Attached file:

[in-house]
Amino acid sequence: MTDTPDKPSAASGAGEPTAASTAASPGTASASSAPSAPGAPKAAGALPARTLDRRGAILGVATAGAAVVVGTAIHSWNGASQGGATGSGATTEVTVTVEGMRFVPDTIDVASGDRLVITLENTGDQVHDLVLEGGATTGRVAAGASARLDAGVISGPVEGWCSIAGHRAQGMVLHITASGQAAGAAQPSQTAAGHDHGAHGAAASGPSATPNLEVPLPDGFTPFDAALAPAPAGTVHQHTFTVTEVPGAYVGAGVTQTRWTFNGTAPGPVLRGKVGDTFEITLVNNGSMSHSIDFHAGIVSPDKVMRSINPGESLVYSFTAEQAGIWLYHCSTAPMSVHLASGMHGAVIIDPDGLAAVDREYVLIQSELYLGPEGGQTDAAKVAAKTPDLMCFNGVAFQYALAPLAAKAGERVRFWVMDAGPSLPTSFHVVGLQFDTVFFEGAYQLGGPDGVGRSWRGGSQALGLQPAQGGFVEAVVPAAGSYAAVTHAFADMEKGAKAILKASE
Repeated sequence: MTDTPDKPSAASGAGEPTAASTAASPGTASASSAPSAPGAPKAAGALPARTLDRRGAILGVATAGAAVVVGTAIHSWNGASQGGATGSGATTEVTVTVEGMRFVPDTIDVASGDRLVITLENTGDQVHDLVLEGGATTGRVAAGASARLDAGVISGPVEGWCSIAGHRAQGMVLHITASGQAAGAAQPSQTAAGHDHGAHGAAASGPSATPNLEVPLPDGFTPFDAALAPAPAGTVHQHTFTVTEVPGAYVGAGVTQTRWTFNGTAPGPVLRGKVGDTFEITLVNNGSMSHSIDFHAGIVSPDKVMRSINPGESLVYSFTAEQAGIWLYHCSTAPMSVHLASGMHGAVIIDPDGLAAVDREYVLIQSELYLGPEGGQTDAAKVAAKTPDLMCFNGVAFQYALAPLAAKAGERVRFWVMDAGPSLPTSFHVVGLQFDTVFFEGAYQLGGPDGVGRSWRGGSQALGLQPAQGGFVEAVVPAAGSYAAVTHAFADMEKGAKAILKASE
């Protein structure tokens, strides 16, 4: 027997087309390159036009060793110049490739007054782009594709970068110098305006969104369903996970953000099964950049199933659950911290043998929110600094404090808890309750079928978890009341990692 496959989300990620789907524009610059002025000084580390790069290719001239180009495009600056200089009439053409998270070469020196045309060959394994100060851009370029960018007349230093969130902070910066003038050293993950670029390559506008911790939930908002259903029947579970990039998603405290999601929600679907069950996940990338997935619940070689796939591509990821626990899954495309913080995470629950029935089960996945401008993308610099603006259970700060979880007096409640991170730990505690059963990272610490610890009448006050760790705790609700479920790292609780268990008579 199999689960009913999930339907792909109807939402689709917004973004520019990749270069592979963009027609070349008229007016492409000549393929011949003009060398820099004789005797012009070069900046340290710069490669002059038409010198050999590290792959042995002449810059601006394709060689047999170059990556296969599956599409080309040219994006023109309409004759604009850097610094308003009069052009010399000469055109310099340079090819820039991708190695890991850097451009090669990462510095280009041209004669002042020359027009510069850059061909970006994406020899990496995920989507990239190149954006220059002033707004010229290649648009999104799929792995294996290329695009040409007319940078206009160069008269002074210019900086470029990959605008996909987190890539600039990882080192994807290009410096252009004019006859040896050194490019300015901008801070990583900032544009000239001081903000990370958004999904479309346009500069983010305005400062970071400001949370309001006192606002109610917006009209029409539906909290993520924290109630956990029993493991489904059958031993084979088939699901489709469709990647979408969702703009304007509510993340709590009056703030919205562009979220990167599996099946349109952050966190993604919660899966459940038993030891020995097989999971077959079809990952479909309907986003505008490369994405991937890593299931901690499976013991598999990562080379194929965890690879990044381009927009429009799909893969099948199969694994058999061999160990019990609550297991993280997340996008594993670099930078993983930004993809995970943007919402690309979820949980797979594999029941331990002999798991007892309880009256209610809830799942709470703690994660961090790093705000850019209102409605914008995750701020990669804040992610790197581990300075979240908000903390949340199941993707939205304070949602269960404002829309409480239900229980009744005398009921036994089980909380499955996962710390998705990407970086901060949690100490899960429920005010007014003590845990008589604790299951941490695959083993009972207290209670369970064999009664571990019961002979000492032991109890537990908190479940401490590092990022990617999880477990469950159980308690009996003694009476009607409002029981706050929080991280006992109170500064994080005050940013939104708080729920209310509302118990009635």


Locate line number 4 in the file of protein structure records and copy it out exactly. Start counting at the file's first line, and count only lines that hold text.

């Protein structure tokens, strides 16, 4: 027997087309390159036009060793110049490739007054782009594709970068110098305006969104369903996970953000099964950049199933659950911290043998929110600094404090808890309750079928978890009341990692 496959989300990620789907524009610059002025000084580390790069290719001239180009495009600056200089009439053409998270070469020196045309060959394994100060851009370029960018007349230093969130902070910066003038050293993950670029390559506008911790939930908002259903029947579970990039998603405290999601929600679907069950996940990338997935619940070689796939591509990821626990899954495309913080995470629950029935089960996945401008993308610099603006259970700060979880007096409640991170730990505690059963990272610490610890009448006050760790705790609700479920790292609780268990008579 199999689960009913999930339907792909109807939402689709917004973004520019990749270069592979963009027609070349008229007016492409000549393929011949003009060398820099004789005797012009070069900046340290710069490669002059038409010198050999590290792959042995002449810059601006394709060689047999170059990556296969599956599409080309040219994006023109309409004759604009850097610094308003009069052009010399000469055109310099340079090819820039991708190695890991850097451009090669990462510095280009041209004669002042020359027009510069850059061909970006994406020899990496995920989507990239190149954006220059002033707004010229290649648009999104799929792995294996290329695009040409007319940078206009160069008269002074210019900086470029990959605008996909987190890539600039990882080192994807290009410096252009004019006859040896050194490019300015901008801070990583900032544009000239001081903000990370958004999904479309346009500069983010305005400062970071400001949370309001006192606002109610917006009209029409539906909290993520924290109630956990029993493991489904059958031993084979088939699901489709469709990647979408969702703009304007509510993340709590009056703030919205562009979220990167599996099946349109952050966190993604919660899966459940038993030891020995097989999971077959079809990952479909309907986003505008490369994405991937890593299931901690499976013991598999990562080379194929965890690879990044381009927009429009799909893969099948199969694994058999061999160990019990609550297991993280997340996008594993670099930078993983930004993809995970943007919402690309979820949980797979594999029941331990002999798991007892309880009256209610809830799942709470703690994660961090790093705000850019209102409605914008995750701020990669804040992610790197581990300075979240908000903390949340199941993707939205304070949602269960404002829309409480239900229980009744005398009921036994089980909380499955996962710390998705990407970086901060949690100490899960429920005010007014003590845990008589604790299951941490695959083993009972207290209670369970064999009664571990019961002979000492032991109890537990908190479940401490590092990022990617999880477990469950159980308690009996003694009476009607409002029981706050929080991280006992109170500064994080005050940013939104708080729920209310509302118990009635």